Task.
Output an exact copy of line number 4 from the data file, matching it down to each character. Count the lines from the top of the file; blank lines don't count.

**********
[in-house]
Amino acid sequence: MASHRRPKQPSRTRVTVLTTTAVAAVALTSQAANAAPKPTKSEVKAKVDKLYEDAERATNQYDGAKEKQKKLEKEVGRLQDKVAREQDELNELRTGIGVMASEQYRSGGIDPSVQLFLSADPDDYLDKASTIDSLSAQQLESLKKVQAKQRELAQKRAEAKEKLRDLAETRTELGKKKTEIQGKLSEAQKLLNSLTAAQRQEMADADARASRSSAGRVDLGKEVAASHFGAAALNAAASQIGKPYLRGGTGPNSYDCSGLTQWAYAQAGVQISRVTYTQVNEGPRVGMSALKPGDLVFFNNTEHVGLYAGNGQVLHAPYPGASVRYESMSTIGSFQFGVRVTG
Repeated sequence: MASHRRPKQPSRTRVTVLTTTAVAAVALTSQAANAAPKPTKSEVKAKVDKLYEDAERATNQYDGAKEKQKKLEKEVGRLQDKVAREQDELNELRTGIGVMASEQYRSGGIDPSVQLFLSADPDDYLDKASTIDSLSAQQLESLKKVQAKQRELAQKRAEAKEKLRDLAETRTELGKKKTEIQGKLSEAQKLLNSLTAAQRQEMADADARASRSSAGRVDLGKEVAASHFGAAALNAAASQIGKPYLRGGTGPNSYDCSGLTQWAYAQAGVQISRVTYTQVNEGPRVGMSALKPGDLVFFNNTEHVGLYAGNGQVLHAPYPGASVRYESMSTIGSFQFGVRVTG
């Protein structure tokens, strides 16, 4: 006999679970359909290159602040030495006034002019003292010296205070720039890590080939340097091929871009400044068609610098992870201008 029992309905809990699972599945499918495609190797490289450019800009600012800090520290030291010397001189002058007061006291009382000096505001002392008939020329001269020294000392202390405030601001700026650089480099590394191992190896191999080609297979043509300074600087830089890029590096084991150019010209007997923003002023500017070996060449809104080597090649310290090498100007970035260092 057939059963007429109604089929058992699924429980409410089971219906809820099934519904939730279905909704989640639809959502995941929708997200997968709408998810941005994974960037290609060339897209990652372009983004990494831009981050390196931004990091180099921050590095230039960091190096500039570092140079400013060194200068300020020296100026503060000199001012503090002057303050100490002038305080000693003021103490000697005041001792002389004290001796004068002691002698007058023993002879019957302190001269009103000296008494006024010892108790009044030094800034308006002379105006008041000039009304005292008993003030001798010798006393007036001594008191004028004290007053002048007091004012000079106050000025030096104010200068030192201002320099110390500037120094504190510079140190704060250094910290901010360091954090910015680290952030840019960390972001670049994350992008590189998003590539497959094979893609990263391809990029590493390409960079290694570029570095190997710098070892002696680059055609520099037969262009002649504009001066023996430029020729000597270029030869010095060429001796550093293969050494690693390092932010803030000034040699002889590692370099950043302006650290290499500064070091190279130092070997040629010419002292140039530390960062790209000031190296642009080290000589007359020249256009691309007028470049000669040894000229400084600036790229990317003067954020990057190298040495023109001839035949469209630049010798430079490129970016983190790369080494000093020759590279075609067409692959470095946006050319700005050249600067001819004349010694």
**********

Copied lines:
């Protein structure tokens, strides 16, 4: 006999679970359909290159602040030495006034002019003292010296205070720039890590080939340097091929871009400044068609610098992870201008 029992309905809990699972599945499918495609190797490289450019800009600012800090520290030291010397001189002058007061006291009382000096505001002392008939020329001269020294000392202390405030601001700026650089480099590394191992190896191999080609297979043509300074600087830089890029590096084991150019010209007997923003002023500017070996060449809104080597090649310290090498100007970035260092 057939059963007429109604089929058992699924429980409410089971219906809820099934519904939730279905909704989640639809959502995941929708997200997968709408998810941005994974960037290609060339897209990652372009983004990494831009981050390196931004990091180099921050590095230039960091190096500039570092140079400013060194200068300020020296100026503060000199001012503090002057303050100490002038305080000693003021103490000697005041001792002389004290001796004068002691002698007058023993002879019957302190001269009103000296008494006024010892108790009044030094800034308006002379105006008041000039009304005292008993003030001798010798006393007036001594008191004028004290007053002048007091004012000079106050000025030096104010200068030192201002320099110390500037120094504190510079140190704060250094910290901010360091954090910015680290952030840019960390972001670049994350992008590189998003590539497959094979893609990263391809990029590493390409960079290694570029570095190997710098070892002696680059055609520099037969262009002649504009001066023996430029020729000597270029030869010095060429001796550093293969050494690693390092932010803030000034040699002889590692370099950043302006650290290499500064070091190279130092070997040629010419002292140039530390960062790209000031190296642009080290000589007359020249256009691309007028470049000669040894000229400084600036790229990317003067954020990057190298040495023109001839035949469209630049010798430079490129970016983190790369080494000093020759590279075609067409692959470095946006050319700005050249600067001819004349010694």